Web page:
Reportedly (according to the what I'm still fairly sure is entirely bullshit) it was supposed to croon and almost wail at night, and that was one of the few sounds it actually made.
In addition the Mooseman was supposed to mark his territory in strange ways - rubbing his antlers on trees way too high up for normal moose, and in some cases just outright bowling them over.
Red deer as a city has attempted to put a lot of effort into cultural activities and general beautification. In 2003 it was named the cultural capital of canada by the department of canadian heritage, and there's all sorts of hiking trails in the city and in particular along the riverside area - which is reportedly where this creature hangs out (but only after dark and in the winter). The old train bridge from something like 100 years ago was converted into a walking path that got you from the northern riverside area to close to the downtown core (this becomes relevant to a personal anecdote later).
Part of why I often associate the Mooseman with Wendigo, is that it's frequently associated with winter and it only ever crops up 'after dark'. I forgot to mention that it apparently predates the 120+ year old bridge, because after the buffalo declined Red Deer and its river crossing were apparently mostly abandoned too (when it became a 'town' in 1901 it had less than 400 people). The Mooseman was an angry, hateful spirit but it was also fortunately left the fuck alone in the middle of nowhere and seemingly bound to the river itself - particularly around the shallows.
Now personally, I always found this story to be bullshit. Good for a gas over a teacher attempting to scare some students. But then one morning, I agreed to meet a friend for breakfast before sending him off on a greyhound to some other podunk part of canada, because neither of us at the time drove or had access to our own vehicles. So I decided to go across the old train bridge early in the morning, during part of canada's forever long winter, while it was still dark out. It was a long walk and I was really kicking myself because it was five in the fucking morning.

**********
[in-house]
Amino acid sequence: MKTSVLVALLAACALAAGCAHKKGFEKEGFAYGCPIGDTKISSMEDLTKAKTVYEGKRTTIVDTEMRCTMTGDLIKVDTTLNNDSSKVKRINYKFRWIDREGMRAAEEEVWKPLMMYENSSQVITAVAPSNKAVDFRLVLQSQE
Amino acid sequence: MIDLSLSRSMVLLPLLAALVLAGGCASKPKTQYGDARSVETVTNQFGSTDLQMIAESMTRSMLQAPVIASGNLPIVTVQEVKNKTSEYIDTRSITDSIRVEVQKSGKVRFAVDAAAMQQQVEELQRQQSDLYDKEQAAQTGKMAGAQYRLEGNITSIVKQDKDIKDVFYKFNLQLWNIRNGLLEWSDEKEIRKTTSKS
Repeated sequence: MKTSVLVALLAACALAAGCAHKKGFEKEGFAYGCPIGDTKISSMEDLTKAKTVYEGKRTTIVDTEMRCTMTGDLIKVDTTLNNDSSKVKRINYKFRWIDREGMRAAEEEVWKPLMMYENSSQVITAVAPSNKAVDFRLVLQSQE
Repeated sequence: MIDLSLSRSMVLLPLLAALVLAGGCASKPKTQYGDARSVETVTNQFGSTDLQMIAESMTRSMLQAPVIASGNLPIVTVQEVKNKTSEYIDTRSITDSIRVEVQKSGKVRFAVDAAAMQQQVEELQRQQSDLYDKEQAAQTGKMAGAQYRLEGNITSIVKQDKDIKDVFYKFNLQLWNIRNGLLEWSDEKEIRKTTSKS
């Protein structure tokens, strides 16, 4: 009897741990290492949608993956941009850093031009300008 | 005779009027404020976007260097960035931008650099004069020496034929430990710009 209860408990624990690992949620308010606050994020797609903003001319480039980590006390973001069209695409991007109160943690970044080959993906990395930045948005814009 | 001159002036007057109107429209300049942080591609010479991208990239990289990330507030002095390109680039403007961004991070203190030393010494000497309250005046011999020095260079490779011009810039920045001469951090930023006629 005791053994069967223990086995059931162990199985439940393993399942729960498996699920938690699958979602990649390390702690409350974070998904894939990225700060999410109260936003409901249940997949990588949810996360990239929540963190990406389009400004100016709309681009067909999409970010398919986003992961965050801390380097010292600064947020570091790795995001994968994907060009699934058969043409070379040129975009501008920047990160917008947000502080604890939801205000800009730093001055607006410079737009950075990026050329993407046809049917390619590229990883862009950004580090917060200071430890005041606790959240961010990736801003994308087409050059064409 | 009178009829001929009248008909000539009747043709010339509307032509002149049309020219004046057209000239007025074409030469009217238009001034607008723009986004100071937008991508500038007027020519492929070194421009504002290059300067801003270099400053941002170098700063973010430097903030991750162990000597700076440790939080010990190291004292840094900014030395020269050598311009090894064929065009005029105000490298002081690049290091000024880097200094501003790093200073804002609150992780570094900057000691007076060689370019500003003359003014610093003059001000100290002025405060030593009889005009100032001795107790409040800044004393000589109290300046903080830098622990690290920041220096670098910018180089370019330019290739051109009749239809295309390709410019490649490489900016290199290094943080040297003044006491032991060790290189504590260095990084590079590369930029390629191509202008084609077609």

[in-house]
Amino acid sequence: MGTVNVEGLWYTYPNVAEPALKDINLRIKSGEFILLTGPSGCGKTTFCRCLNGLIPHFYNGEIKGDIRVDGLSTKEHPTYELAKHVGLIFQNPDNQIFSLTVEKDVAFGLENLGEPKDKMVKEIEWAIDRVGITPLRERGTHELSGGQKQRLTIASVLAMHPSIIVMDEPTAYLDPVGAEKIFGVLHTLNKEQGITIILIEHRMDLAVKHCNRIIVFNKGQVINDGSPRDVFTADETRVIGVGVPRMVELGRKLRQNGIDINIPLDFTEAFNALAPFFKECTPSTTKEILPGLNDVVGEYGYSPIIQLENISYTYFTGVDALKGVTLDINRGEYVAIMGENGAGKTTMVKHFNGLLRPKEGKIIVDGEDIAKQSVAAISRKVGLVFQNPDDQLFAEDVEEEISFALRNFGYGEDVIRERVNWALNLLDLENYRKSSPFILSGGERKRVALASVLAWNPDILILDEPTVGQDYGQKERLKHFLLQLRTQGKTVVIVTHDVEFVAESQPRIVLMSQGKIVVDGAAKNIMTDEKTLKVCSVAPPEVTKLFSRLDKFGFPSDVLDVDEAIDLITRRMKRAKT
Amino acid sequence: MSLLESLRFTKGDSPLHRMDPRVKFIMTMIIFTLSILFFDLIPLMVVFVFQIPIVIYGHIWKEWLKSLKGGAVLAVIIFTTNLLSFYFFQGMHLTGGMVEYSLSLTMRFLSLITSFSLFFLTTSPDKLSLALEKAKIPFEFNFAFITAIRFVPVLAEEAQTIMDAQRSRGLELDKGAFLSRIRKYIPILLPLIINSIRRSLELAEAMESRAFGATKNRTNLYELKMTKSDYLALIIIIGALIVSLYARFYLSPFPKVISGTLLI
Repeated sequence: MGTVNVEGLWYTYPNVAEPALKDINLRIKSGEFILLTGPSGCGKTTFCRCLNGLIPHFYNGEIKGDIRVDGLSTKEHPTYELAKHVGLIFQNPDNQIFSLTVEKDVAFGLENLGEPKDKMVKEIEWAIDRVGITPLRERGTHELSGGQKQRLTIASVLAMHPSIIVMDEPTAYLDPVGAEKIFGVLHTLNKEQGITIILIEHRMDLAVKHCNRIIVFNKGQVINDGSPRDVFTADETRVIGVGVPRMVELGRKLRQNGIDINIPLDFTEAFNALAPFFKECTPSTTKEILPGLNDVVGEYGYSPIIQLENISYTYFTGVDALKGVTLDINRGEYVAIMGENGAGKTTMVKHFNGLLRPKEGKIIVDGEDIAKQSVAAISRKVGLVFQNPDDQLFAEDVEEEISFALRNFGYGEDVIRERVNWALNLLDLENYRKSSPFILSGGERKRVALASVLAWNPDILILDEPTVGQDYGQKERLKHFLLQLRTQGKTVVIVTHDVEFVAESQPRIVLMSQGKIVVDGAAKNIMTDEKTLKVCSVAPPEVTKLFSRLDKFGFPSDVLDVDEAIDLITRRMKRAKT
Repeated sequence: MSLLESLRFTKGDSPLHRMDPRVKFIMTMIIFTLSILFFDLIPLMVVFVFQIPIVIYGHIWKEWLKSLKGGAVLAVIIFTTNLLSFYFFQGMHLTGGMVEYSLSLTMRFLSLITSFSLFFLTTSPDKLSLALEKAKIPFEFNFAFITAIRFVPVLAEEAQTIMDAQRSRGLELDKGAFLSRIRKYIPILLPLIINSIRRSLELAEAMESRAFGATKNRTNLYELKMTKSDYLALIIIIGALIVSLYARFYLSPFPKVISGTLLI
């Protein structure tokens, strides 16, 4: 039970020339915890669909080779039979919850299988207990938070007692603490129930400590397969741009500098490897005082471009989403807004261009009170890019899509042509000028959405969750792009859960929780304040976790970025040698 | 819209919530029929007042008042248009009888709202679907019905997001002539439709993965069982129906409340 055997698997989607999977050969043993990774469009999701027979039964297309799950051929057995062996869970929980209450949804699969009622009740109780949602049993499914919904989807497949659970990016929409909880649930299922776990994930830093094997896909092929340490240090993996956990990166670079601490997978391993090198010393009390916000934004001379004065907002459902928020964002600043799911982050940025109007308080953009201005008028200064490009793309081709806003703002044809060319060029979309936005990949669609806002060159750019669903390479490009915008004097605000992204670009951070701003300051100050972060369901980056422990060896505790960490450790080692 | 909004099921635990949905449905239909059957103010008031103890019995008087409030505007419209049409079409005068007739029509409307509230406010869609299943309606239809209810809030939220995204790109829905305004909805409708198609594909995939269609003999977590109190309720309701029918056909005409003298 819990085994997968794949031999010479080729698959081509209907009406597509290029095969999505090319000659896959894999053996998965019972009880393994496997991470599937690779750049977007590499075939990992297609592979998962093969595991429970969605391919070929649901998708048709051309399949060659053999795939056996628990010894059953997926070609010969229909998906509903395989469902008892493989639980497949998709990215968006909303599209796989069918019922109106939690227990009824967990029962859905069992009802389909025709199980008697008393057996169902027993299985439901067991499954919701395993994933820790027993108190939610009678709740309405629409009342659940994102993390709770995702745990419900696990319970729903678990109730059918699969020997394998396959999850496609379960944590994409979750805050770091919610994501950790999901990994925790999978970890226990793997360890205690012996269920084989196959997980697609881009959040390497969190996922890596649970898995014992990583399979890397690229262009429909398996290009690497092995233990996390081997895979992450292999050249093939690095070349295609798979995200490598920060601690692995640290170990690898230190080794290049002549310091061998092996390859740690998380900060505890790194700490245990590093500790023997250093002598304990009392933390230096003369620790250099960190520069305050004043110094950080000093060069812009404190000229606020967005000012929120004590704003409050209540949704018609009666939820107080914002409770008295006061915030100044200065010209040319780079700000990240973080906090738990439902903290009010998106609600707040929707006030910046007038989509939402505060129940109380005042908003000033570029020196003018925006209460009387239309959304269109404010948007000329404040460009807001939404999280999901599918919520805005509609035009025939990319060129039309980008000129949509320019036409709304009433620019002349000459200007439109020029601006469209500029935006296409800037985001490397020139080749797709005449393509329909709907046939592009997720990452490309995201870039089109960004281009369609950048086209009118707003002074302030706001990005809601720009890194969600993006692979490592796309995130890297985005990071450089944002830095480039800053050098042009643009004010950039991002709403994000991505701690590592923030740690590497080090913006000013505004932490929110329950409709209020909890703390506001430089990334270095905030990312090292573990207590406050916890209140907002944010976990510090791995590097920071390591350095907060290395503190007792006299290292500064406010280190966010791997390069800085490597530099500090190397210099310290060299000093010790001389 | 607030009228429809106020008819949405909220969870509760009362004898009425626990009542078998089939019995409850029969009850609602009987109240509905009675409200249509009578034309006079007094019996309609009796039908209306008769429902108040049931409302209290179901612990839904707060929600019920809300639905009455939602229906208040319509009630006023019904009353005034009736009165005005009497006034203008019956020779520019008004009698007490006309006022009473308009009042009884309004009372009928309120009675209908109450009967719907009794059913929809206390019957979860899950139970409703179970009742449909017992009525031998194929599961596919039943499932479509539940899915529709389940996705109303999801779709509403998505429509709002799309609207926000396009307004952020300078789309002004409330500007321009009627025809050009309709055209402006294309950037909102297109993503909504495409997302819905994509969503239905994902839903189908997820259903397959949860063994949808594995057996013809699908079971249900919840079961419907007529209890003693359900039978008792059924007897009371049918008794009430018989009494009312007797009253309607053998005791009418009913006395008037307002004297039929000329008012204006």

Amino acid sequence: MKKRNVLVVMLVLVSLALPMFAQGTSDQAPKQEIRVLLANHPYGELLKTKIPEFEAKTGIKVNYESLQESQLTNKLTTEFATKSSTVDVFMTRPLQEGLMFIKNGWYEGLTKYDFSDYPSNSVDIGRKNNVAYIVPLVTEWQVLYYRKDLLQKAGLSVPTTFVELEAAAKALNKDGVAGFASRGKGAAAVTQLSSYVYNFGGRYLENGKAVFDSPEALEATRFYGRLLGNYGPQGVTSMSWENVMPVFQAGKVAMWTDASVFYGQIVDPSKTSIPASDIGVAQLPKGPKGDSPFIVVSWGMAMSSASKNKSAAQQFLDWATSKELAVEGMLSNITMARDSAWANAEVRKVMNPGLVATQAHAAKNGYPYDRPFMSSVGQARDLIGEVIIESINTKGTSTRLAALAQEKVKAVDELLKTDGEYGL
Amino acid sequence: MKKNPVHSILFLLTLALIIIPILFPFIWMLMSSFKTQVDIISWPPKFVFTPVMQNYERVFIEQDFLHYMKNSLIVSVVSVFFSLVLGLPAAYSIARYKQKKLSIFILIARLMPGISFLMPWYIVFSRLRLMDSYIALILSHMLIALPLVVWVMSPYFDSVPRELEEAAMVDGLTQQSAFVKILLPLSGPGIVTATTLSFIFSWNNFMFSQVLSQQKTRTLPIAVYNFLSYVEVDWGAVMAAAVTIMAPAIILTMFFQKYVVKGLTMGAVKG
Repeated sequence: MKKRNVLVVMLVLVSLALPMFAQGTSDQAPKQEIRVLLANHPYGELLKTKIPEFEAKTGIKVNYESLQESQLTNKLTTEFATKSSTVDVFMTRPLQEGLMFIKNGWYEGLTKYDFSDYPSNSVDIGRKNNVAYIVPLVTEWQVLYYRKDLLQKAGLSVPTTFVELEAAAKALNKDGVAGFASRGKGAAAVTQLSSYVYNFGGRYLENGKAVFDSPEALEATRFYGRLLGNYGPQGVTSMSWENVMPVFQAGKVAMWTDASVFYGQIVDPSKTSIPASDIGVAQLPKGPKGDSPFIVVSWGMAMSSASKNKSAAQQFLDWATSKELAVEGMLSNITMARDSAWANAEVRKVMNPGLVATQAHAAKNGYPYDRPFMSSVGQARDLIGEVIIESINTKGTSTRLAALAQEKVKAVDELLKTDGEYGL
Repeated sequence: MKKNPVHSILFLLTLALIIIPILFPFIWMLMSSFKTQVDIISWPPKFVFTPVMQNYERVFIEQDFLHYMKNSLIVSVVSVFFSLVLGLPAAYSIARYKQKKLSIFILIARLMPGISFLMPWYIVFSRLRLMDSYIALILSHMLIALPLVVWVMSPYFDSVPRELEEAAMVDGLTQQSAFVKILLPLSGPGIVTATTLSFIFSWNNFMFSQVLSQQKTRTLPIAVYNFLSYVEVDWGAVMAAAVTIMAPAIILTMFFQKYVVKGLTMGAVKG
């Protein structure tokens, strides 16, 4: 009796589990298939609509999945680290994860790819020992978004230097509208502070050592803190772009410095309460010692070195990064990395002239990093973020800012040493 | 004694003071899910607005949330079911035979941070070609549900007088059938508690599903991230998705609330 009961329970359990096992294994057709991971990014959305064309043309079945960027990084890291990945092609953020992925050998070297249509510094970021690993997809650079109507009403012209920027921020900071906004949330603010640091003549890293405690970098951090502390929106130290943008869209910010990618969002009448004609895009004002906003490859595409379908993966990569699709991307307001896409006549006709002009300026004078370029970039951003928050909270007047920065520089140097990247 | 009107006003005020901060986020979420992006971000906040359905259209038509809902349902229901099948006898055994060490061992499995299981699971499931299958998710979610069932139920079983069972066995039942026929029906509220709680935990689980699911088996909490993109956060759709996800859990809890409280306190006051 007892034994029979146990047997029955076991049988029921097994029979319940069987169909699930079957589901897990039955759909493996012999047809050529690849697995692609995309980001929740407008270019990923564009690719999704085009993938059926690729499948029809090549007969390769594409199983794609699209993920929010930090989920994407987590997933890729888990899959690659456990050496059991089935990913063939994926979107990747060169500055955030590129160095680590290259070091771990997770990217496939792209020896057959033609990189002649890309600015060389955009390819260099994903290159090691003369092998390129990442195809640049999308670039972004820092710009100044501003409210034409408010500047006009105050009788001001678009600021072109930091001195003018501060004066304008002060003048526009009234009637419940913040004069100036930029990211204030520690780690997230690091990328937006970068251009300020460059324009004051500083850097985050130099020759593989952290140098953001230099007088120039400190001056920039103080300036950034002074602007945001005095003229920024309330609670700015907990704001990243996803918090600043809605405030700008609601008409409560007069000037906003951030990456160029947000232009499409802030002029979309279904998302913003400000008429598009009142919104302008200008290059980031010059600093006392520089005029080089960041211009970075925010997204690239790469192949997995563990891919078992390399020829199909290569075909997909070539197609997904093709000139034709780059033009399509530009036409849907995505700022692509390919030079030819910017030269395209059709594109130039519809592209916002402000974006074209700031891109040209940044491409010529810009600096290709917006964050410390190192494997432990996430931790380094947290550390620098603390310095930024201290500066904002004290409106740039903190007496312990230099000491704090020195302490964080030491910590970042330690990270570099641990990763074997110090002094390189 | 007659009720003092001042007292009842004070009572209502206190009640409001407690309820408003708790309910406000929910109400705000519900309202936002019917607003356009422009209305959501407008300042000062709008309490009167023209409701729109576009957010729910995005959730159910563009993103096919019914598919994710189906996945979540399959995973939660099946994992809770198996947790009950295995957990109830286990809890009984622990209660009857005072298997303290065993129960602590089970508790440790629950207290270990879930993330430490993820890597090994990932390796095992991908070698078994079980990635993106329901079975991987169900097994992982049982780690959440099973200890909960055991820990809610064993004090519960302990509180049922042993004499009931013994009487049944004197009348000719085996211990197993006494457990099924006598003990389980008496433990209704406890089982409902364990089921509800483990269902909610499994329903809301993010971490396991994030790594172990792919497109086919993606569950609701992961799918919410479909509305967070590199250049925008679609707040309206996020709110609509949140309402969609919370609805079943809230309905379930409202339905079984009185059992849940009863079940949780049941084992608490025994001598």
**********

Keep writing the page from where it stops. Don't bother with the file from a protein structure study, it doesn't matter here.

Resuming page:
If it's real it must be fucking terrifying. Seen the damage a bull moose can do to a car while driving through some back roads with some buds. A near 20ft Moose-ataur? FUCK that.
The old train bridge is located in an area of the city that used to be nice, but is now essentially a low income housing slum that caters to poor people and natives. It's one of the higher crime areas of the city, so I'm already on edge because mugging's are not unheard of.
I normally consider myself pretty tough, as I've been in a few street fights. I've gotten bear maced, I've been held at gunpoint and I've been stabbed. But as I begin to cross this train bridge I hear a noise that sounds conspicuously like crooning.
The rational part of my mind screams at me "Dude, it's not strange to hear these noises - they moved the train tracks to the northern end of town, and the railway company runs the trains at night to avoid disrupting traffic along the calgary edmonton trail highway. You're hearing a train-horn" as I nope my way across the fucking bridge at max speed. "The wheels of the train are that clopping on hard ground noise you're hearing" my rational brain continues shouting at me, while my irrational brain is screaming "NOPE, WE'RE DONE, GET THE FUCK OUT. PORKCHOP SANDWICHES".
I finally get to the end of the bridge and turn around, and I swear to fucking god I saw something moving in the treeline near the riverbank on the opposite side.
I used to walk home at 3am in the dead of winter, and even though that train bridge could have saved me 30mins of walking and I'm like 99.99999999999999999999% absolutely fucking positive that it doesn't exist. I want *NOTHING* to do with that train bridge late at night.
Train sounds late at night are certainly scary, and I certainly spooked my own damn self, but fuck that teacher for putting this bullshit in my head originally.
I had breakfast with my friend and shared the story and he laughed his goddamn ass off at me. I laughed hard too, because it is silly as a grown ass man, but I still stay far away from that bridge at night - I'm not into elevating my heart rate to dangerous levels through panic alone.